Fiscal Year 2015 Policy and Payment Changes for Inpatient Stays in Acute-Care Hospitals and Long-Term Care Hospitals
Fiscal Year 2015 Policy and Payment Changes for Inpatient Stays in Acute-Care Hospitals and Long-Term Care Hospitals
OVERVIEW: On August 1, 2014 the Centers for Medicare & Medicaid Services (CMS) issued a final rule that will update fiscal year (FY) 2015 Medicare payment policies and rates under the Inpatient Prospective Payment System (IPPS) and the Long-Term Care Hospital Prospective Payment System (LTCH PPS).
The final rule, which applies to approximately 3,400 acute care hospitals and approximately 435 LTCHs, will generally be effective for discharges occurring on or after October 1, 2014. Under the final rule, the operating payment rates for inpatient stays in general acute care hospitals paid under the IPPS that successfully participate in the Hospital Inpatient Quality Reporting (IQR) Program and are meaningful electronic health record (EHR) users will be increased by 1.4 percent. (The market basket update is 2.9 percent (up from the projected 2.7 percent that was included in the proposed rule) for FY 2015, but is reduced as described in detail below.) Beginning with FY 2015, those hospitals that do not successfully participate in the Hospital IQR Program and do not submit the required quality data will be subject to a one-fourth reduction of the market basket update (previously these hospitals received a 2 percentage point reduction). Also, the law requires that the update for any hospital that is not a meaningful EHR user will be reduced by one-quarter of the market basket update in FY 2015, one-half of the market basket update in FY 2016, and three-fourths of the market basket update in FY 2017 and later years. Total IPPS payments are projected to decrease by $756 million. Medicare payments to LTCHs in FY 2015 are projected to increase by approximately 1.1 percent.
BACKGROUND: CMS pays acute care hospitals (with a few exceptions specified in the law) for inpatient stays under the IPPS and long-term care hospitals under the LTCH PPS. Under these two payment systems, CMS generally sets payment rates prospectively for inpatient stays based on the patient’s diagnosis and severity of illness. A hospital receives a single payment for the case based on the payment classification – MS-DRGs under the IPPS and MS-LTC-DRGs under the LTCH PPS – assigned at discharge.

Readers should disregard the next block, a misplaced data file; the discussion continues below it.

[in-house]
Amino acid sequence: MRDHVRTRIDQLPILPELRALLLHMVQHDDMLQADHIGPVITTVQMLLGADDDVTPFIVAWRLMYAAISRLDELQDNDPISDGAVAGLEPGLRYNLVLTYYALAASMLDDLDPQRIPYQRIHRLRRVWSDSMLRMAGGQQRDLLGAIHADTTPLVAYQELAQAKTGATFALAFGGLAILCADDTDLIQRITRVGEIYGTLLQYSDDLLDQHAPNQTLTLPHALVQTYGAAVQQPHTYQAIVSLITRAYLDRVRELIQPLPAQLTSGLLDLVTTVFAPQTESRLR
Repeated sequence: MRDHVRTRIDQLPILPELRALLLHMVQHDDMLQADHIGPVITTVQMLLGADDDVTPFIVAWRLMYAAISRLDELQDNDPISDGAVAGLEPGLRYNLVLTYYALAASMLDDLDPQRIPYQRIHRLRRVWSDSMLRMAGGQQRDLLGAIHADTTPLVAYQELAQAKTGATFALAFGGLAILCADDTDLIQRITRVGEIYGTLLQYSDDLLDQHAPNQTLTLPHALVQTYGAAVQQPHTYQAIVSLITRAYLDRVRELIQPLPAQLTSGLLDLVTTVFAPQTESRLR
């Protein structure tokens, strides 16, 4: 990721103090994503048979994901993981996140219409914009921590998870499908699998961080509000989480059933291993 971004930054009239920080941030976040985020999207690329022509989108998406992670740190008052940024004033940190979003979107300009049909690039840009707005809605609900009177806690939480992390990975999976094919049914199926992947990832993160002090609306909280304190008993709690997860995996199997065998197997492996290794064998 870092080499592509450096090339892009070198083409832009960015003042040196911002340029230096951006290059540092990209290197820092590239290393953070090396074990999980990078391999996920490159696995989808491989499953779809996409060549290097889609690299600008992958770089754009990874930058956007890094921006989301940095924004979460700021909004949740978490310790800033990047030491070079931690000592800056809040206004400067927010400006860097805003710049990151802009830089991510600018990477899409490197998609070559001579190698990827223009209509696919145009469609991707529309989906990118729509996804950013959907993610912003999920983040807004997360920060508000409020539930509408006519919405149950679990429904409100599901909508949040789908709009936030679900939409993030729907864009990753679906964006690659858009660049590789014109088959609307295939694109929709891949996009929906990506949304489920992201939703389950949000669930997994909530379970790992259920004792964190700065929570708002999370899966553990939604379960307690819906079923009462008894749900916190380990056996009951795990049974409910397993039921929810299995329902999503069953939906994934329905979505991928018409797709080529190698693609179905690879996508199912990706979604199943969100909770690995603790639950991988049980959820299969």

Under Medicare law, CMS is required to update payment rates for IPPS hospitals annually, and to account for changes in the costs of goods and services used by these hospitals in treating Medicare patients, as well as for other factors. This is known as the hospital “market basket.” LTCHs are paid according to a separate market basket based on LTCH-specific goods and services.
CHANGES IN POLICIES AFFECTING ACUTE-CARE HOSPITALS:
Changes to Payment Rates under IPPS. The final rule will increase IPPS operating payment rates by 1.4 percent. This reflects the projected hospital market basket update of 2.9 percent adjusted by -0.5 percentage point for multi-factor productivity and an additional adjustment of -0.2 percentage point in accordance with the Affordable Care Act; like last year, the rate is further decreased by 0.8 percent for a documentation and coding recoupment adjustment required by the American Taxpayer Relief Act of 2012. CMS projects that the rate increase, together with reductions under the Hospital Readmissions Reduction Program, changes to Medicare disproportionate share hospital payments, the expiration of certain statutory provisions that provided special temporary increases in payments to hospitals, and other changes to IPPS payment policies will decrease IPPS operating payments by approximately 0.6 percent. CMS projects that total Medicare spending on inpatient hospital services will decrease by about $756 million in FY 2015.